One skill we start with that can be effective for anyone is to practice simple mindfulness exercises. Mindfulness is just the act of gaining more awareness of where our attention gravitates towards. Those that have more awareness of their thinking can then begin to assess if their minds are working for them or against them in certain situations. For example, if you find that your mind tends to drift/gravitate to the future more often than the present or past, there is a good chance you will experience more anxiety. If your mind gets stuck in the past (i.e., perhaps focusing on a regretful interaction), people tend to feel more depressed. We find that the present moment thinking is where we feel most settled, we also perform the best – so there is a tremendous benefit to being present. For example, fully paying attention to what we are eating or what we are doing can significantly enhance the experience. We once took an NHL team through an exercise of mindfully eating a Starburst. We placed one piece of the square candy in front of them, we then asked them to pick it up and notice the texture of the wrapper and describe what they noticed (color, smoothness of the wrapper, size, weight, smell, etc.). We then asked them to unwrap the piece of candy and again just observe what they noticed. At this point, many described how much their mouths were watering, how good the candy smelled, and how eager they were to eat it. Finally, we asked them to place the candy in their mouth and again mindfully pay attention to their senses. They were blown away at how great that small piece of candy tasted. This small exercise can create some simple joyful moments within the mundane and redundant days we face during this pandemic.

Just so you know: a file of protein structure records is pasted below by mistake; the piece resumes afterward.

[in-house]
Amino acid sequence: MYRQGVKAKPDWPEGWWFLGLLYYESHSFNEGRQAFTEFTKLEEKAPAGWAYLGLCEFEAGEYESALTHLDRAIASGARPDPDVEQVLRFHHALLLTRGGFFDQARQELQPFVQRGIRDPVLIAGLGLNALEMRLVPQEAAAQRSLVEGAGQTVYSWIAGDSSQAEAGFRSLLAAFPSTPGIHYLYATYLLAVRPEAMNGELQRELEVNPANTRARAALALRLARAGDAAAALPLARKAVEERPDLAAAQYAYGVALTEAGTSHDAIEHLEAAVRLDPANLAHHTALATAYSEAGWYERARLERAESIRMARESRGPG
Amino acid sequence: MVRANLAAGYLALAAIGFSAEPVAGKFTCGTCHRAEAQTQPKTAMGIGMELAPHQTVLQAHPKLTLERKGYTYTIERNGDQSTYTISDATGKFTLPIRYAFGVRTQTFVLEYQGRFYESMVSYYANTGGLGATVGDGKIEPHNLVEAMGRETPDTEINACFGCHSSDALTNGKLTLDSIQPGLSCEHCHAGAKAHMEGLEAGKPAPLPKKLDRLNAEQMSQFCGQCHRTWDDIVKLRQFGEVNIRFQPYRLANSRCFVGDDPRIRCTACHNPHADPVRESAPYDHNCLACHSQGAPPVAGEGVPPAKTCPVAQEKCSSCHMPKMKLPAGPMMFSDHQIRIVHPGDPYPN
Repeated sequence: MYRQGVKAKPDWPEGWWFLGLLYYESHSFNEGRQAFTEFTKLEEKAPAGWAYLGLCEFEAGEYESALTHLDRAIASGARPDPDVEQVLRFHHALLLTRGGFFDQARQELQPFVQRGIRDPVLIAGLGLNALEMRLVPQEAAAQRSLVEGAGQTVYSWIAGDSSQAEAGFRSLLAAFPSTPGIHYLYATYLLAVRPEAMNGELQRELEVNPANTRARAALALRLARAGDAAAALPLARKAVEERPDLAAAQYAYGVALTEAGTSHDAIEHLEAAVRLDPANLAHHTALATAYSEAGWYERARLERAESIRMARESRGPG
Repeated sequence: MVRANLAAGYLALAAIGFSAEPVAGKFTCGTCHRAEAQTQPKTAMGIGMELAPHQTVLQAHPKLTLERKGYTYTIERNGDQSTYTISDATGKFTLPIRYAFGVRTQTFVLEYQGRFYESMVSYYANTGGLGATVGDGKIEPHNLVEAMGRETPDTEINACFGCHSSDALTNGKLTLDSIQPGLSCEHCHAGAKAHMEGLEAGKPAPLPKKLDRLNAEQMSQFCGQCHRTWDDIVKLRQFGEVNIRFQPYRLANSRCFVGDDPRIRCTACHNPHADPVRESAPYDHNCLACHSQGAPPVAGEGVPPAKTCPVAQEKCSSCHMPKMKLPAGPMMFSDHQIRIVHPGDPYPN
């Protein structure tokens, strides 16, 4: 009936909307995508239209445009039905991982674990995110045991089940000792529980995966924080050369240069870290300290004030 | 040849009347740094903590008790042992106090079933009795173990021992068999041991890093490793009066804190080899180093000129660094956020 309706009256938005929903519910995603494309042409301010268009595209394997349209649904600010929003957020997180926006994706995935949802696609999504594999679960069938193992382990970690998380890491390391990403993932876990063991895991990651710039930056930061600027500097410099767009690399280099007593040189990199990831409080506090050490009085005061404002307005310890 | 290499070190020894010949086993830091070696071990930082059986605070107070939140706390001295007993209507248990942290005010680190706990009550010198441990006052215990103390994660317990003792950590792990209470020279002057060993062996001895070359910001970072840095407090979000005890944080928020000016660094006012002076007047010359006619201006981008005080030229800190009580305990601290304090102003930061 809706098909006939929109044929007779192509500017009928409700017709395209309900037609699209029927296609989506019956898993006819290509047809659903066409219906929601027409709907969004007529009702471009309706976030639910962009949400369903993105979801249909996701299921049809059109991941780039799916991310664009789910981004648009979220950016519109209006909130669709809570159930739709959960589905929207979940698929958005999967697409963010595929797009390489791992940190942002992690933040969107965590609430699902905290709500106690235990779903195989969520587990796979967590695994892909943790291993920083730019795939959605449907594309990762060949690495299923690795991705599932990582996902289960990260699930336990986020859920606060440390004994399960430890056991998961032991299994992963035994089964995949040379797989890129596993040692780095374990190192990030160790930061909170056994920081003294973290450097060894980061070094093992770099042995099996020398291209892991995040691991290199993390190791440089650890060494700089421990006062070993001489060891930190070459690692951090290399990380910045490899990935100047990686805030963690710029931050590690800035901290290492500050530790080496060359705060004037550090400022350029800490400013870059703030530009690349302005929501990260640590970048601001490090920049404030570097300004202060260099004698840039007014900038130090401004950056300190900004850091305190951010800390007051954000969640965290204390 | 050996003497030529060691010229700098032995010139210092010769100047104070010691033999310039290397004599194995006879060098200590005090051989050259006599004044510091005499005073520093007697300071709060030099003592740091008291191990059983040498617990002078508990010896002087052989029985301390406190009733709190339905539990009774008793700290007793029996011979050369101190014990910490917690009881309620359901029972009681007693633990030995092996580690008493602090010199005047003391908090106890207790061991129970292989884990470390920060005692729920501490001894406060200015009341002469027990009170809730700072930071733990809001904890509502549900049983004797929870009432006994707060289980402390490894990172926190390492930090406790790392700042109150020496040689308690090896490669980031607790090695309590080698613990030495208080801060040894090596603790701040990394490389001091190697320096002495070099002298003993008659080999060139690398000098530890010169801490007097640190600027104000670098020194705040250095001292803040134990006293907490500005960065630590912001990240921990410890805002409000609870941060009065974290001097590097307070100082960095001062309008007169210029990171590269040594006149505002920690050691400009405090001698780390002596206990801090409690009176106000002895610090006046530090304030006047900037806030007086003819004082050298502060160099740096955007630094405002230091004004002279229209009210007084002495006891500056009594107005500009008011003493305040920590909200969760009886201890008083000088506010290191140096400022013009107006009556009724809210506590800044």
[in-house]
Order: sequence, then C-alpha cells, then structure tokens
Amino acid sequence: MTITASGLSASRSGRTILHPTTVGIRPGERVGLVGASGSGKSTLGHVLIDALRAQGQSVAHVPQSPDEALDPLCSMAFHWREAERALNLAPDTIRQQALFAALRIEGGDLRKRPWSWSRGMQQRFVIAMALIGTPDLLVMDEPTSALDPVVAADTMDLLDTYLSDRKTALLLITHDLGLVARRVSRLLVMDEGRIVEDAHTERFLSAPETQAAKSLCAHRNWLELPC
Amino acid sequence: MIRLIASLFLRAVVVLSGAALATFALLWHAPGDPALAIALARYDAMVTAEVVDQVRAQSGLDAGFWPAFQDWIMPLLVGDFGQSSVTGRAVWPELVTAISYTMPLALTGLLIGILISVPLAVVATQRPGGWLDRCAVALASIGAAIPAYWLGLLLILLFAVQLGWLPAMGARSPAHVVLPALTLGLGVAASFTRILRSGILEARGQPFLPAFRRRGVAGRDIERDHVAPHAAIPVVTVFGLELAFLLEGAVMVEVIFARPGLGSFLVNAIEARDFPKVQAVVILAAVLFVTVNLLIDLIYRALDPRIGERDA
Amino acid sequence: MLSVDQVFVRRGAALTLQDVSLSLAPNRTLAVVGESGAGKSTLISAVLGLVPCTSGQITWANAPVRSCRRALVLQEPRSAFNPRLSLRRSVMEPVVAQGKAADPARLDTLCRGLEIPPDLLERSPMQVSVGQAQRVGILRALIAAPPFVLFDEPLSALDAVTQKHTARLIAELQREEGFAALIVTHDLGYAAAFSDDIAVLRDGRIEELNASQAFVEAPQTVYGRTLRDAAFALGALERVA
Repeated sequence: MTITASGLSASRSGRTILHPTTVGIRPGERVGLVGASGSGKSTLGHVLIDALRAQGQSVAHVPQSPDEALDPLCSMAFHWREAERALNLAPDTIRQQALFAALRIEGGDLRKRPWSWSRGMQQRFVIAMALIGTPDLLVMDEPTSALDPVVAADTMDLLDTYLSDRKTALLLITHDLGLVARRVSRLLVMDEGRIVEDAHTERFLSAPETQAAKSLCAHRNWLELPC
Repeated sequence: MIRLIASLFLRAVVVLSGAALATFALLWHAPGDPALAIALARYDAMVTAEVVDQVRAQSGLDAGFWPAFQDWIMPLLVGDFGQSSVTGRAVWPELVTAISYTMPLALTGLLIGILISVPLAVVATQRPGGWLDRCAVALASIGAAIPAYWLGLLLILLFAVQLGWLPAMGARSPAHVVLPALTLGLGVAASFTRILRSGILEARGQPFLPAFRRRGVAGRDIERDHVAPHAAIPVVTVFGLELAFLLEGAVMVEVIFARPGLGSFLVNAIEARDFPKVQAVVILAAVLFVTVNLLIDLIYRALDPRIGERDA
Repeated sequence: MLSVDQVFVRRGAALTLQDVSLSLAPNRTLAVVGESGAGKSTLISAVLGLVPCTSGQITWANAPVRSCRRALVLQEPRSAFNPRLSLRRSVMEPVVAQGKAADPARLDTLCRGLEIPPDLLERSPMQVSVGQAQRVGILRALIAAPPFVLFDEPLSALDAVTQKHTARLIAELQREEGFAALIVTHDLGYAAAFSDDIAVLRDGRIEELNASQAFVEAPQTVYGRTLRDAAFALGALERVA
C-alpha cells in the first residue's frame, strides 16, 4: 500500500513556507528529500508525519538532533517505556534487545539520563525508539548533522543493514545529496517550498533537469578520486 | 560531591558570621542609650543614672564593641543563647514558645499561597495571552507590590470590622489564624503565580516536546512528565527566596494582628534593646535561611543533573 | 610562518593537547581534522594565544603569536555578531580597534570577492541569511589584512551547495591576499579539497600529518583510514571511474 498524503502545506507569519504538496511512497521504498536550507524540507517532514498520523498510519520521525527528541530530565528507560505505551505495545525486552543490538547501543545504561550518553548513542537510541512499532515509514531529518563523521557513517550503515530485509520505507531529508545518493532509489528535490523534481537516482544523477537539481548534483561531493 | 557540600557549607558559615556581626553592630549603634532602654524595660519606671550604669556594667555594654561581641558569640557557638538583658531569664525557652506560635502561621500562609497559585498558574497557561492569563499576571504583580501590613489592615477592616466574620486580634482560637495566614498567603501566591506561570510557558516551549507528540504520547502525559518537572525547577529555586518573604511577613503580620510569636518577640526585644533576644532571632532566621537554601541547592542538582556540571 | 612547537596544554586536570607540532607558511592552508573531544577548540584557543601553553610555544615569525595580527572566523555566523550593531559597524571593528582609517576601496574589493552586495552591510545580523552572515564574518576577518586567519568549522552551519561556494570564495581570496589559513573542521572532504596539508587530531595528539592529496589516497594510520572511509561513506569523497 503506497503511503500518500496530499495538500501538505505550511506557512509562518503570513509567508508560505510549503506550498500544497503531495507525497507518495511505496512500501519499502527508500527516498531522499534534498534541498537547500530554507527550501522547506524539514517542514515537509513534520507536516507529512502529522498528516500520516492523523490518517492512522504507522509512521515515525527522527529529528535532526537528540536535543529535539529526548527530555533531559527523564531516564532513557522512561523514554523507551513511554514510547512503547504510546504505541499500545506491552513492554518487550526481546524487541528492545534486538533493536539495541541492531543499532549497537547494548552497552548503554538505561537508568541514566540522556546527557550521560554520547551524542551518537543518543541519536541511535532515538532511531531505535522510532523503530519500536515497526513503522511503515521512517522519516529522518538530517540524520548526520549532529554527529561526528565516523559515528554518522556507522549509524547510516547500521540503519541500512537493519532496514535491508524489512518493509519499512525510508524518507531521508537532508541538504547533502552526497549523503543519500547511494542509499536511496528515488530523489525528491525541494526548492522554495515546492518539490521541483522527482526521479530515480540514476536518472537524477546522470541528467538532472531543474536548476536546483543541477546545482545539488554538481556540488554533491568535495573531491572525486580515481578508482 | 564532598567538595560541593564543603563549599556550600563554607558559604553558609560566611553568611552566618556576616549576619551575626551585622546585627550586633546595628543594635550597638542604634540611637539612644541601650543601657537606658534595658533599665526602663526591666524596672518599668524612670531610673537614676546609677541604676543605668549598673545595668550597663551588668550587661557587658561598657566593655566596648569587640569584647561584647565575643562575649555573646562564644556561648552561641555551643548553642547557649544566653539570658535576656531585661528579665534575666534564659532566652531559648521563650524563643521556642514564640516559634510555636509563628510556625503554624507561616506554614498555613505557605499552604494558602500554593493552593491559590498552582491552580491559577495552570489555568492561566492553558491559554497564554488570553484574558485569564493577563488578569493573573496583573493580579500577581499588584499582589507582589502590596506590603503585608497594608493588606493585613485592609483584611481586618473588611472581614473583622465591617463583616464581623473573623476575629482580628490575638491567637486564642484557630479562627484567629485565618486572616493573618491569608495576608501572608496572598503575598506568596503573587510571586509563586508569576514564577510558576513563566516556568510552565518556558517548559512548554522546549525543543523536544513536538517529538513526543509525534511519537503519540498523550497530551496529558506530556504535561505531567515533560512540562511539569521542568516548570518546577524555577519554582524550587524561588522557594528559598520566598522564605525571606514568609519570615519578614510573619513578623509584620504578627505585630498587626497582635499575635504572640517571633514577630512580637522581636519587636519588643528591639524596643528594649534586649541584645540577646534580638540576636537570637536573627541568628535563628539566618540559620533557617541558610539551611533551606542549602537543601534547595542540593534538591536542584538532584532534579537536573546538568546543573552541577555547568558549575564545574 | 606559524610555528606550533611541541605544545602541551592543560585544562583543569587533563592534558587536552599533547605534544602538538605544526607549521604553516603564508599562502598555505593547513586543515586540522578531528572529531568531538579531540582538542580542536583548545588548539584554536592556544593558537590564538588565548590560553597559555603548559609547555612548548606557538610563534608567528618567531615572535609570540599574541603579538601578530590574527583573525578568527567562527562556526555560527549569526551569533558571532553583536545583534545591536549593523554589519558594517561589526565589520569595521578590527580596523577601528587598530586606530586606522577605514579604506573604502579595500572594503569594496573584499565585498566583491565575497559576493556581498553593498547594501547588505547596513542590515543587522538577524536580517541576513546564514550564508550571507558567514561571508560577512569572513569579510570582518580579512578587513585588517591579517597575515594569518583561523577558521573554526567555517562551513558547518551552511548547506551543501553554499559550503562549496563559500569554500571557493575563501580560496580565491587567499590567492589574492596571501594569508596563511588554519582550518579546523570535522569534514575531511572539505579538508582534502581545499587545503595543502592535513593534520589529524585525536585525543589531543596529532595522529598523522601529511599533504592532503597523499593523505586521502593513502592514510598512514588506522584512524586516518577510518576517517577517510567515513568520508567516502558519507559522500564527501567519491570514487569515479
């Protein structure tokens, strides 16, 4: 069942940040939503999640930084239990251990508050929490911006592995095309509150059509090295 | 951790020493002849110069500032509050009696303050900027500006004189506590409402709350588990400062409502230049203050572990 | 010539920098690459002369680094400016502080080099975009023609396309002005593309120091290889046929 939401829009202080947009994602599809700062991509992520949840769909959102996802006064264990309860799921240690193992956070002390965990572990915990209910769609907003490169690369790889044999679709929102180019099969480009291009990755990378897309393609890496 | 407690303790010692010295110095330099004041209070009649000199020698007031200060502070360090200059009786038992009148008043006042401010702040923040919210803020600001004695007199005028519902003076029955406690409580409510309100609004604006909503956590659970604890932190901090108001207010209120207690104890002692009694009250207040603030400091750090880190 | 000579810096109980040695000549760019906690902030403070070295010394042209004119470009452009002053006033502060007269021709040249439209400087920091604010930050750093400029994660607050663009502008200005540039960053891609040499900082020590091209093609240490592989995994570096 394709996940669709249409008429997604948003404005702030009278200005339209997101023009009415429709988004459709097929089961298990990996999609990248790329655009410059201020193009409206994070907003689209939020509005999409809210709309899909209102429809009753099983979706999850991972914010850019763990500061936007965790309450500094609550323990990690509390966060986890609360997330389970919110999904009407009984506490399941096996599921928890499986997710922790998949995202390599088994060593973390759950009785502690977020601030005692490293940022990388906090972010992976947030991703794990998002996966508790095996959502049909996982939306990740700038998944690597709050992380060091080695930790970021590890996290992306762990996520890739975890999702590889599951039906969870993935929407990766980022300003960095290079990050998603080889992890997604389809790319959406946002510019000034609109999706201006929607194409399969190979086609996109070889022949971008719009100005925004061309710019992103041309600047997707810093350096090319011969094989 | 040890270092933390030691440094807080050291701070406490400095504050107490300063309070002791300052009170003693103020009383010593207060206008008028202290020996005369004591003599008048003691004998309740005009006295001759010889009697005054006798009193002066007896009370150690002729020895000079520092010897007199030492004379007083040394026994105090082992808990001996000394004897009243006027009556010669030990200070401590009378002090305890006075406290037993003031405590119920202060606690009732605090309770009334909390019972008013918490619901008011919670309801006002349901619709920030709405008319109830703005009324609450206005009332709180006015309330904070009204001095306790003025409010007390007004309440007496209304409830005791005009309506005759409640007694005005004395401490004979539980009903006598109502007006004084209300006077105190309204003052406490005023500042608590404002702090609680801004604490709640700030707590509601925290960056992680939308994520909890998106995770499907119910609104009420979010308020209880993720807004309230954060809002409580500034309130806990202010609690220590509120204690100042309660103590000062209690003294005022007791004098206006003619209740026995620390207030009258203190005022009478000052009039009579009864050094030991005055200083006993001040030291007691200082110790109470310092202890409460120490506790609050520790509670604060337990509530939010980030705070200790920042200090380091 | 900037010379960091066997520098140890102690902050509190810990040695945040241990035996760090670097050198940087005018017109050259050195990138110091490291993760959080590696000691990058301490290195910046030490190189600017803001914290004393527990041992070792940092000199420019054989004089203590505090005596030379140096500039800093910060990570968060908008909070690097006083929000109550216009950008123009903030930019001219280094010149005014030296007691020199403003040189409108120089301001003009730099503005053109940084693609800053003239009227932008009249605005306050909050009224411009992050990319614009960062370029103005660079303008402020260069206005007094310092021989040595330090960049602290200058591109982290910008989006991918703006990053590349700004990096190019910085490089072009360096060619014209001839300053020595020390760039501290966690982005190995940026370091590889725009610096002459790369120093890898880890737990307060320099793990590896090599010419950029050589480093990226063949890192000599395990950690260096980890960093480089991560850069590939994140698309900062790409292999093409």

Venue managers have stressful jobs juggling many balls at the same time and working unusual hours. How will you communicate in your session what these individuals need to know with regard to the subject matter you are presenting?